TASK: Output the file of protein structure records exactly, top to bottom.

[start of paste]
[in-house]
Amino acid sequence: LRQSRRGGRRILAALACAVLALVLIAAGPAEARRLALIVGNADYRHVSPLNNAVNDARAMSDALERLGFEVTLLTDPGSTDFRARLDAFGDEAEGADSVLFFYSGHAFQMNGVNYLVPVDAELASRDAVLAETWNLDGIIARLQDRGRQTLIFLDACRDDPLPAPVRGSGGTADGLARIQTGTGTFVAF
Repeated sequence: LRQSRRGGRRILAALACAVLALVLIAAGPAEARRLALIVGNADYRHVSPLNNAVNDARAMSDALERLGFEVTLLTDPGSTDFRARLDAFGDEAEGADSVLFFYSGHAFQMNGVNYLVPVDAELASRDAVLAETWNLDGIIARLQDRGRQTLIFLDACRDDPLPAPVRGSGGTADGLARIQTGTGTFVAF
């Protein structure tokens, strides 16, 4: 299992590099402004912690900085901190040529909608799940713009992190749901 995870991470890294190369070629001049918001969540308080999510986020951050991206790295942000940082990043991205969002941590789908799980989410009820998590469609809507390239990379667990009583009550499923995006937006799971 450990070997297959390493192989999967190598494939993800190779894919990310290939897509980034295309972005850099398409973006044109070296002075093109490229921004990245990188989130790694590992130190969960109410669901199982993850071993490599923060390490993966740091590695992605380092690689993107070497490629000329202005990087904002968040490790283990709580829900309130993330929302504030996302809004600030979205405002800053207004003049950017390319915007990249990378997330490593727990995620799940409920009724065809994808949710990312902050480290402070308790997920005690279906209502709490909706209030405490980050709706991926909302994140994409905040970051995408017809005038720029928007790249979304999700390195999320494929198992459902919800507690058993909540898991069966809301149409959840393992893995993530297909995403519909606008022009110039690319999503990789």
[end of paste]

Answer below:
[in-house]
Amino acid sequence: LRQSRRGGRRILAALACAVLALVLIAAGPAEARRLALIVGNADYRHVSPLNNAVNDARAMSDALERLGFEVTLLTDPGSTDFRARLDAFGDEAEGADSVLFFYSGHAFQMNGVNYLVPVDAELASRDAVLAETWNLDGIIARLQDRGRQTLIFLDACRDDPLPAPVRGSGGTADGLARIQTGTGTFVAF
Repeated sequence: LRQSRRGGRRILAALACAVLALVLIAAGPAEARRLALIVGNADYRHVSPLNNAVNDARAMSDALERLGFEVTLLTDPGSTDFRARLDAFGDEAEGADSVLFFYSGHAFQMNGVNYLVPVDAELASRDAVLAETWNLDGIIARLQDRGRQTLIFLDACRDDPLPAPVRGSGGTADGLARIQTGTGTFVAF
């Protein structure tokens, strides 16, 4: 299992590099402004912690900085901190040529909608799940713009992190749901 995870991470890294190369070629001049918001969540308080999510986020951050991206790295942000940082990043991205969002941590789908799980989410009820998590469609809507390239990379667990009583009550499923995006937006799971 450990070997297959390493192989999967190598494939993800190779894919990310290939897509980034295309972005850099398409973006044109070296002075093109490229921004990245990188989130790694590992130190969960109410669901199982993850071993490599923060390490993966740091590695992605380092690689993107070497490629000329202005990087904002968040490790283990709580829900309130993330929302504030996302809004600030979205405002800053207004003049950017390319915007990249990378997330490593727990995620799940409920009724065809994808949710990312902050480290402070308790997920005690279906209502709490909706209030405490980050709706991926909302994140994409905040970051995408017809005038720029928007790249979304999700390195999320494929198992459902919800507690058993909540898991069966809301149409959840393992893995993530297909995403519909606008022009110039690319999503990789």